‘folklore’ is a few easy moves from being great
A Taylor Swift album release is different for different people. For her diehards, of which there are millions, it’s the latest batch of what will certainly be beloved because that’s how we treat our favorite artists.
My experience is more rooting for the biggest star in the world to make the best music possible. I can’t do the “they’re good enough and they’re by Taylor Swift, so they’re classics” thing. That’s not fair to anyone, be it Swift herself or artists whose music might be ignored by people who want Swift and Swift only.
Swift dropped folklore, a surprise album conceived and born while the country was essentially shut down, on Friday. It’s good, though this 16-song album — which was released three months after writing for it began — occasionally sounds like it. Swift, a master of churning out great songs ranging from simple to sophisticated, went for a more folk pop sound, but instead of coming away with great and simple, at times ended up with half-baked works (“august“), sections that sound too much like her previous songs (“cardigan,” “exile”) and arrangements that don’t measure up to the high bar she’s set throughout her career.
This detracts from a project with strong songs like “seven,” “the last great american dynasty,” “epiphany” and “peace.”
This album doesn’t break new ground for Swift just because it isn’t as wild as an album like Reputation. She navigated these waters better years ago as she began transitioning out of country pop. Don’t forget that a younger Swift, who almost exclusively co-writes these days, wrote Speak Now’s “Mean” — a superior song to most, if not all, songs on this album — by herself.
So if just taking more time and refining the songs wasn’t an option, my only issue with it — other than perhaps caving to focus groups and stylizing all her song titles in lower case — is the length, because you bet your bippy there’s a very good album in there. It’s just crowded by filler from someone not known for making anything of the sort.
So a tip of the cap to the loyal Swift fans who will play and love the album beginning to end. I don’t love all the songs — and I don’t think these tunes are going to played for generations as much as her previous work — but I don’t nearly think the project is a waste.
Here’s the track list of the album and how I think it could be better organized into a stronger album. (Two things: I didn’t re-sequence it so it’s easier to tell what got left off, and I for sure capitalized the song titles for the stronger version.)
SOME OF THE KEEPERS
the last great american dynasty: A thoroughly lovable track for anyone not from Rhode Island. Easy, but thoroughly well written. In addition to the story and lyrics, she’s managed to make a song that’s mostly sung low in her range feel like it’s constantly throwing different moods at you. The execution is simple: The verses have minor chords (I-ii-IV and I-ii-vi-IV) and the choruses don’t (V-I-IV-I). When people say Swift — co-writers or not — is a great songwriter, this is what they mean.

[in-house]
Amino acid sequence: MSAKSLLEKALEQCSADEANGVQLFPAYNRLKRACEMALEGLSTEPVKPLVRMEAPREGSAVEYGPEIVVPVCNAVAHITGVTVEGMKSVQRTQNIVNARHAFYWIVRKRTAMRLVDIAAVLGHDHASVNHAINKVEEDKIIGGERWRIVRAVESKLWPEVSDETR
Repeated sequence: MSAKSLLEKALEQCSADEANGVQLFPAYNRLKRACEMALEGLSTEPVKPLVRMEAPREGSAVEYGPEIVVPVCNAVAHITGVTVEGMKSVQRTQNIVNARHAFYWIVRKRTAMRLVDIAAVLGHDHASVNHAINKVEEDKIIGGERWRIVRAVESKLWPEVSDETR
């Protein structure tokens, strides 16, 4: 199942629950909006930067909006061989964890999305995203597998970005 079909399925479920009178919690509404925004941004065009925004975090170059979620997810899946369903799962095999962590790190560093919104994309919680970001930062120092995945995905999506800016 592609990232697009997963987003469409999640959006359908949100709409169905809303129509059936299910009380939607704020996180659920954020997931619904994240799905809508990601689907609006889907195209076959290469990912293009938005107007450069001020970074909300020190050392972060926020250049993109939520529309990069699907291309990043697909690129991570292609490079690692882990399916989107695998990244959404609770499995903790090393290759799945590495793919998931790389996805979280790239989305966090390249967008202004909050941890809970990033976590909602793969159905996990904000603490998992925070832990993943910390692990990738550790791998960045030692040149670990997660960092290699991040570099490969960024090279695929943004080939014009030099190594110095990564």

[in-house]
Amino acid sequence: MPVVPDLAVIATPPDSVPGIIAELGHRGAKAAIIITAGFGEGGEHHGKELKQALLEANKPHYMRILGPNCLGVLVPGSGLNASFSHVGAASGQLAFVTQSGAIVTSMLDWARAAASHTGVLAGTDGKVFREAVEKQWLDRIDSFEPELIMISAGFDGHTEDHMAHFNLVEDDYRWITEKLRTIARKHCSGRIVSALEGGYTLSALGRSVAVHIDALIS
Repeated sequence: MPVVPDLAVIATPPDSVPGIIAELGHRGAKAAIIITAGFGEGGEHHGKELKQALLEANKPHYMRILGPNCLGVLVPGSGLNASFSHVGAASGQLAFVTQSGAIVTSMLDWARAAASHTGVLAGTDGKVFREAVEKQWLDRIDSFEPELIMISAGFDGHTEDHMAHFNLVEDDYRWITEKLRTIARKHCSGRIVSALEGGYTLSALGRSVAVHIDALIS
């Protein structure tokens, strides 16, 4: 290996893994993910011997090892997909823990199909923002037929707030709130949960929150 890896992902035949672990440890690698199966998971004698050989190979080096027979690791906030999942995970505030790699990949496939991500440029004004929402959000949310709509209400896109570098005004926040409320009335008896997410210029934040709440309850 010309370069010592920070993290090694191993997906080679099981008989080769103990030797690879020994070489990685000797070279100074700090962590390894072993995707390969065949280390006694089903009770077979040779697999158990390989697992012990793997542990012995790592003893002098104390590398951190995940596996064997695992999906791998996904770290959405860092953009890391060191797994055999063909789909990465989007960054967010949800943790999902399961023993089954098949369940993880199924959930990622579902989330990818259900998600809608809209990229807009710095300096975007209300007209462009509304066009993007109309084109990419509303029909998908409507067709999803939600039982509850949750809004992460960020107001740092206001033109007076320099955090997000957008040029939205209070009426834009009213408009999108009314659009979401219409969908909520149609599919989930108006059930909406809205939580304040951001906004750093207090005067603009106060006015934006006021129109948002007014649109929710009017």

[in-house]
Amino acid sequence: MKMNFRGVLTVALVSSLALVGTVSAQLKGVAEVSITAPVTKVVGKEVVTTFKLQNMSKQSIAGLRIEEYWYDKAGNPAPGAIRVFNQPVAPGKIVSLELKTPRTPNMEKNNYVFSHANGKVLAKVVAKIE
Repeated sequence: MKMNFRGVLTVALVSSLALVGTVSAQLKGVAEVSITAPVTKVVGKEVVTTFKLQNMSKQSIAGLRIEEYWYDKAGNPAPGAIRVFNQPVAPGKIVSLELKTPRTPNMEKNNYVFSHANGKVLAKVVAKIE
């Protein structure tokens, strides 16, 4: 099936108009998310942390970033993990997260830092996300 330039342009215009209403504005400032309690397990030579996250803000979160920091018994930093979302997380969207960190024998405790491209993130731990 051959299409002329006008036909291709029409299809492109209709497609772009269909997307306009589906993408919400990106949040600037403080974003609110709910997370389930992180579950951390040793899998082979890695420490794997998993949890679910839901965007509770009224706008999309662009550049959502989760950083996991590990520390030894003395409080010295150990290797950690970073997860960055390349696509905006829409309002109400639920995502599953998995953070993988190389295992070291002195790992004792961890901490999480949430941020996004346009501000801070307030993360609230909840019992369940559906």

mirrorball: It’s vibey and cool, something very frequently lacking in the early going of the album. It’s not the strongest song on the album, but boy is it important to the project.
seven: The best song on the album. It’s beautiful and vulnerable. The chorus sounds like a challenge for Swift vocally, so I appreciate that they chose not to edit out the frequent breaths. It makes it sound like a more genuine performance rather than a “track,” and this song deserves the former.
this is me trying: I love this song, and not just because I would believe it if you told me Josh Tillman wrote it.
betty: Vintage Swift and should be a fan favorite. It sounds like something that could be on Speak Now.
SOME OF THE BONUS TRACKS
the 1: Especially from 1989 on, Swift wasn’t afraid of shock value, because her die-hards always came around to tunes like “Shake it Off” and “Look What You Made Me Do.” I wonder if a song like “the 1” is Swift saving her fans the trouble. If so, it’s unfortunate, because while this song is a departure from the chaos, it’s ultimately a cheap, breezy song that doesn’t really move the needle dynamically.
And I don’t think “the 1” is just substandard for Swift; I don’t know which popular artist could put it on an album and have it be one of its better songs. It would be underwhelming coming from John Legend the way it is coming from Swift.
cardigan, august: These ones break my heart the most, because they’re a good chorus away from being awesome songs. When do we ever say that about Taylor Swift? We all know every word to all of her choruses — sure, because they’re played all the time — but mainly because they’re good! “cardigan” wastes a fantastic verse and post chorus because it enters the chorus dancing perilously close to 1989’s “Wildest Dreams.” “august,” meanwhile, is a reminder that while the best of the best can keep the same chord progression throughout the verse and chorus (“We Are Never G etting Back Together”), if done wrong, it’s just kind of… there. And in the case of “august,” there was so many easy fixes to that in the chorus. For example, instead of repeating I-IV-ii-V, the slight change to something like I-ii-iii-ii-I twice while keeping the root from the I chord in the bass would give it a wispy quality to match its breathy vocal. It’s refreshing when new chords are finally introduced in the second chorus, but by then the song has just meandered for too long.
exile: I like Bon Ever and I like Taylor Swift. I don’t like “Out of the Woods,” so I’d love it if they stopped using that bridge. Shout out Justin Vernon’s harmonies after the first chorus, though. That’s just always going to work.